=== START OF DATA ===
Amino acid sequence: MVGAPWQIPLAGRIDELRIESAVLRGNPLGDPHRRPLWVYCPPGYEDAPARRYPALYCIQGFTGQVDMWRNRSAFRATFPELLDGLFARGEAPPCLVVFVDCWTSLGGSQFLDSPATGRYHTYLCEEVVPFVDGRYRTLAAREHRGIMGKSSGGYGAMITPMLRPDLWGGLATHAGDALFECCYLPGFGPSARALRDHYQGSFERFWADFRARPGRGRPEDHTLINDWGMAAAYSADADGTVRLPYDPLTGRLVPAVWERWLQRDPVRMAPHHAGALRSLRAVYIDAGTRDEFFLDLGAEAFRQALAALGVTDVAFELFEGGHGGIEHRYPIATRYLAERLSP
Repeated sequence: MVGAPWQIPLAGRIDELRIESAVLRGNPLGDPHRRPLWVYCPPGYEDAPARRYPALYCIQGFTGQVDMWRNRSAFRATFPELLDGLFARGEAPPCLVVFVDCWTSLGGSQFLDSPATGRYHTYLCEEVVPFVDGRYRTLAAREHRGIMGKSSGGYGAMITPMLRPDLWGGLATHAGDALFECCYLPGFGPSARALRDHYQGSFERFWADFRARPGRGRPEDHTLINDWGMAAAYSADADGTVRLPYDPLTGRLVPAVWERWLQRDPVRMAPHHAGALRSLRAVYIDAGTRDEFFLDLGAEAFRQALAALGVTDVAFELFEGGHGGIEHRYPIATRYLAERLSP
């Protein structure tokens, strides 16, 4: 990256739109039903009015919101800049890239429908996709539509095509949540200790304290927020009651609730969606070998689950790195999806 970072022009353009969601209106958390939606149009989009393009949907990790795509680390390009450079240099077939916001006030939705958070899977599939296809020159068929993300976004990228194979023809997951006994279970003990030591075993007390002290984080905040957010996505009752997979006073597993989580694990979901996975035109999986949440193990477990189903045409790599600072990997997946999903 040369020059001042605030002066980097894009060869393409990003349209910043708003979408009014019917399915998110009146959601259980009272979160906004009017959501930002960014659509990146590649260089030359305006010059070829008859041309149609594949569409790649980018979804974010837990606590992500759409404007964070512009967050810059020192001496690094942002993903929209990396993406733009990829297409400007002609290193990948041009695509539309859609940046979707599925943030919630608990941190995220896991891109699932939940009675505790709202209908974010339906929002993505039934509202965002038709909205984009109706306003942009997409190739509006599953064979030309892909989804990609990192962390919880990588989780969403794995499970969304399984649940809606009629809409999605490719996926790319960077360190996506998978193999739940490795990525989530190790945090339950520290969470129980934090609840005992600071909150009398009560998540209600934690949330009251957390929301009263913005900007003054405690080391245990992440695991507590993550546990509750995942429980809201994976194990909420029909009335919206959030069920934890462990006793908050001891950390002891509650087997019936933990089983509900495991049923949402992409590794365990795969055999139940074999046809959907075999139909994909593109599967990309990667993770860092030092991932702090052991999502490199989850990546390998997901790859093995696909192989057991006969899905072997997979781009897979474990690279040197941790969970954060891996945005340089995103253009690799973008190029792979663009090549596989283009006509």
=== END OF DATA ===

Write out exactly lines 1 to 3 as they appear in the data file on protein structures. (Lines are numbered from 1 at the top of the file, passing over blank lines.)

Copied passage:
Amino acid sequence: MVGAPWQIPLAGRIDELRIESAVLRGNPLGDPHRRPLWVYCPPGYEDAPARRYPALYCIQGFTGQVDMWRNRSAFRATFPELLDGLFARGEAPPCLVVFVDCWTSLGGSQFLDSPATGRYHTYLCEEVVPFVDGRYRTLAAREHRGIMGKSSGGYGAMITPMLRPDLWGGLATHAGDALFECCYLPGFGPSARALRDHYQGSFERFWADFRARPGRGRPEDHTLINDWGMAAAYSADADGTVRLPYDPLTGRLVPAVWERWLQRDPVRMAPHHAGALRSLRAVYIDAGTRDEFFLDLGAEAFRQALAALGVTDVAFELFEGGHGGIEHRYPIATRYLAERLSP
Repeated sequence: MVGAPWQIPLAGRIDELRIESAVLRGNPLGDPHRRPLWVYCPPGYEDAPARRYPALYCIQGFTGQVDMWRNRSAFRATFPELLDGLFARGEAPPCLVVFVDCWTSLGGSQFLDSPATGRYHTYLCEEVVPFVDGRYRTLAAREHRGIMGKSSGGYGAMITPMLRPDLWGGLATHAGDALFECCYLPGFGPSARALRDHYQGSFERFWADFRARPGRGRPEDHTLINDWGMAAAYSADADGTVRLPYDPLTGRLVPAVWERWLQRDPVRMAPHHAGALRSLRAVYIDAGTRDEFFLDLGAEAFRQALAALGVTDVAFELFEGGHGGIEHRYPIATRYLAERLSP
């Protein structure tokens, strides 16, 4: 990256739109039903009015919101800049890239429908996709539509095509949540200790304290927020009651609730969606070998689950790195999806 970072022009353009969601209106958390939606149009989009393009949907990790795509680390390009450079240099077939916001006030939705958070899977599939296809020159068929993300976004990228194979023809997951006994279970003990030591075993007390002290984080905040957010996505009752997979006073597993989580694990979901996975035109999986949440193990477990189903045409790599600072990997997946999903 040369020059001042605030002066980097894009060869393409990003349209910043708003979408009014019917399915998110009146959601259980009272979160906004009017959501930002960014659509990146590649260089030359305006010059070829008859041309149609594949569409790649980018979804974010837990606590992500759409404007964070512009967050810059020192001496690094942002993903929209990396993406733009990829297409400007002609290193990948041009695509539309859609940046979707599925943030919630608990941190995220896991891109699932939940009675505790709202209908974010339906929002993505039934509202965002038709909205984009109706306003942009997409190739509006599953064979030309892909989804990609990192962390919880990588989780969403794995499970969304399984649940809606009629809409999605490719996926790319960077360190996506998978193999739940490795990525989530190790945090339950520290969470129980934090609840005992600071909150009398009560998540209600934690949330009251957390929301009263913005900007003054405690080391245990992440695991507590993550546990509750995942429980809201994976194990909420029909009335919206959030069920934890462990006793908050001891950390002891509650087997019936933990089983509900495991049923949402992409590794365990795969055999139940074999046809959907075999139909994909593109599967990309990667993770860092030092991932702090052991999502490199989850990546390998997901790859093995696909192989057991006969899905072997997979781009897979474990690279040197941790969970954060891996945005340089995103253009690799973008190029792979663009090549596989283009006509």